Observation, thoughts, and information.

Does Your Business Plan Have What It Takes?


As investors, we review hundreds of business plans every year and are frequently asked what makes a good one — one enticing enough for an investor to take a closer look and possibly invest.  The short answer is “it depends on the business”, but the simplest and most important is “make certain all the elements are there”.  Entrepreneur Magazine recently published an article detailing the seven major sections of a business plan — consider it a checklist to make certain all the information an investor is looking for is there.

The seven business plan sections include:

  1. Executive summary:  Many entrepreneurs bury “the ask” deep within the business plan.  If your company is looking for capital, say that.  If your company is recruiting board members, say that.  Keep it straightforward and clear.
  2. Business description:  Don’t only describe your company, but show you clearly understand the industry in which you operate.  Investors want to understand the bigger picture.  If you’re presenting to investors, clearly explain how your business will be profitable.
  3. Market strategies: This section is very important for investors.  We like to see that an entrepreneur has taken the time to understand their customers and pull together a comprehensive market analysis.  This section enables the entrepreneur to establish pricing, distribution and promotional strategies that will allow the company to become profitable within a competitive environment.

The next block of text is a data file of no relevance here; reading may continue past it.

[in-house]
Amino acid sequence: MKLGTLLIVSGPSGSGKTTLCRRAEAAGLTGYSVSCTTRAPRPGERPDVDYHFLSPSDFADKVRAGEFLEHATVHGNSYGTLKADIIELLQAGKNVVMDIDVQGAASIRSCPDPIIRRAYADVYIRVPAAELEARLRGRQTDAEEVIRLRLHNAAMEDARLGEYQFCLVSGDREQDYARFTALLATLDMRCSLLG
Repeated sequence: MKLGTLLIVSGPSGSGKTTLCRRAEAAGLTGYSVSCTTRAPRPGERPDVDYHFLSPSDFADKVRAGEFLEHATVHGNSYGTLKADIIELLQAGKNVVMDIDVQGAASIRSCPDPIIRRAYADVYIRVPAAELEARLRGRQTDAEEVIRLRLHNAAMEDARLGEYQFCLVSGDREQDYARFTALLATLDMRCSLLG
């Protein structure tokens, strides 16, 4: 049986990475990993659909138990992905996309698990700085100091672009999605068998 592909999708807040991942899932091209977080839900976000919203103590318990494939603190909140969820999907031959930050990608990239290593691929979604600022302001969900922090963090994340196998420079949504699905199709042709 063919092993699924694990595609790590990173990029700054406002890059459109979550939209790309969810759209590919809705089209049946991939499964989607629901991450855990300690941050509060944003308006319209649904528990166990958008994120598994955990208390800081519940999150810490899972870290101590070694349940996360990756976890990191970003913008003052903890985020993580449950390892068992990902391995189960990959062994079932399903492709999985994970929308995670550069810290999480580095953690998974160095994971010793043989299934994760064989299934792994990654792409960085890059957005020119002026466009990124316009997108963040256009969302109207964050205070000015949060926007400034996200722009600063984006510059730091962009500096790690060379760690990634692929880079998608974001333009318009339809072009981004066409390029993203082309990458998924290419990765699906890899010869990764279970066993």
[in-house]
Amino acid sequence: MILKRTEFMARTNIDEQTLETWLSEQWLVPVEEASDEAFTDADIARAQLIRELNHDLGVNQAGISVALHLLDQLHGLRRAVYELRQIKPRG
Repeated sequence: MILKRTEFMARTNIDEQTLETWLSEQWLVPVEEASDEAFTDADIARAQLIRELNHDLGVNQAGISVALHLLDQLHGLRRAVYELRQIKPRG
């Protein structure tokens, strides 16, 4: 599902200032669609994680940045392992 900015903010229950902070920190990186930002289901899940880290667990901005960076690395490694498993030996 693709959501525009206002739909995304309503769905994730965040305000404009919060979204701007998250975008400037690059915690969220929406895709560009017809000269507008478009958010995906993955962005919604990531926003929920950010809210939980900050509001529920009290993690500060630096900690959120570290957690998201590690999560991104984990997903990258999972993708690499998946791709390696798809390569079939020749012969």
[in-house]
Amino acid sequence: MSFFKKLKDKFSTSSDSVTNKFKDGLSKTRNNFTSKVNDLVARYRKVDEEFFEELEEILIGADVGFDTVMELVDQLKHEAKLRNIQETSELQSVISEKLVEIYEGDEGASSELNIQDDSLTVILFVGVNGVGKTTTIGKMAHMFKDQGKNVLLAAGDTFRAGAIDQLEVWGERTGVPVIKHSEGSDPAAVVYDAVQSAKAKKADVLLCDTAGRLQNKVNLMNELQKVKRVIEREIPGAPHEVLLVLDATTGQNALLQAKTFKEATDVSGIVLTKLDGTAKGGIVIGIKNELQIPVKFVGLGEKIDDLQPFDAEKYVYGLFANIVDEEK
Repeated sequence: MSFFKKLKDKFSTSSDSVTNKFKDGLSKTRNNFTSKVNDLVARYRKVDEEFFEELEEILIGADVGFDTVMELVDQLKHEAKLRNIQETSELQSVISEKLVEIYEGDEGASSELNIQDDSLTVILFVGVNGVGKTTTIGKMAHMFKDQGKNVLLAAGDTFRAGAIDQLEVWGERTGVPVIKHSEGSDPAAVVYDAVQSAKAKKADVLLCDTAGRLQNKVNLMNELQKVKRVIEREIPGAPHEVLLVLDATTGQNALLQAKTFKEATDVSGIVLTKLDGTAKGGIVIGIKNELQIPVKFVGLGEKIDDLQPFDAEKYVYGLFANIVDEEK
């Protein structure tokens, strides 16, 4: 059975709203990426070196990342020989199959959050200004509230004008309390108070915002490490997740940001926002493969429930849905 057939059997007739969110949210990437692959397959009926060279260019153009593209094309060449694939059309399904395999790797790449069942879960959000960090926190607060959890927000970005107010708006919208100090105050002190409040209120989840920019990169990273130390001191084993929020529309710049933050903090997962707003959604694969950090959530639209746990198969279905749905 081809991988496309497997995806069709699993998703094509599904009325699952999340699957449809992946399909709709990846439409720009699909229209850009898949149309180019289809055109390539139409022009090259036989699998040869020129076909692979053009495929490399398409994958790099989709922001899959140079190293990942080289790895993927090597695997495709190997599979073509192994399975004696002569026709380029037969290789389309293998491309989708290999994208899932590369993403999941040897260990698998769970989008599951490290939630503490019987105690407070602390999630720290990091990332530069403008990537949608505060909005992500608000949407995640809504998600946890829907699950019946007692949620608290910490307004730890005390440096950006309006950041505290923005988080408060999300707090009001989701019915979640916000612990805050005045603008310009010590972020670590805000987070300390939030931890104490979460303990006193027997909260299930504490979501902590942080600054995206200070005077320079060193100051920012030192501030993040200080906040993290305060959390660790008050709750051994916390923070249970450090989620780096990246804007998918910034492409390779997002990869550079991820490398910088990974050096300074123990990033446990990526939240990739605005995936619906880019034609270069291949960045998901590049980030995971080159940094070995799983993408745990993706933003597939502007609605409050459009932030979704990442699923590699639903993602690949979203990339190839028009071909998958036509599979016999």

4. Competitive Analysis:  This is a statement of the business strategy and how it relates to the competition. The purpose of the competitive analysis is to determine the strengths and weaknesses of the competitors within your market.
  5. Design & Development Plan:  This section details how the company is expected to grow.  This section should include information related to product development, market development and organizational development.  This section will allow investors to understand the “burn rate” of capital.
  6. Operations & Management:  This section details how the company runs on a daily basis — including explaining how the management team operates and their corresponding responsibilities.  Many investors come from the operations side of the business.  They understand how to streamline resources and where management needs to be added.
  7. Financial Components:  The depth of information presented in this section varies.  It is common to at least include the income, balance sheet and cash flow statements.  These three documents provide a good “temperature” of the company.  As the discussions progress, investors will ask for more detail.

As your company evolves, this business plan should be reviewed and updated.  It’s an important document to keep management focused on reaching milestones and achieving goals.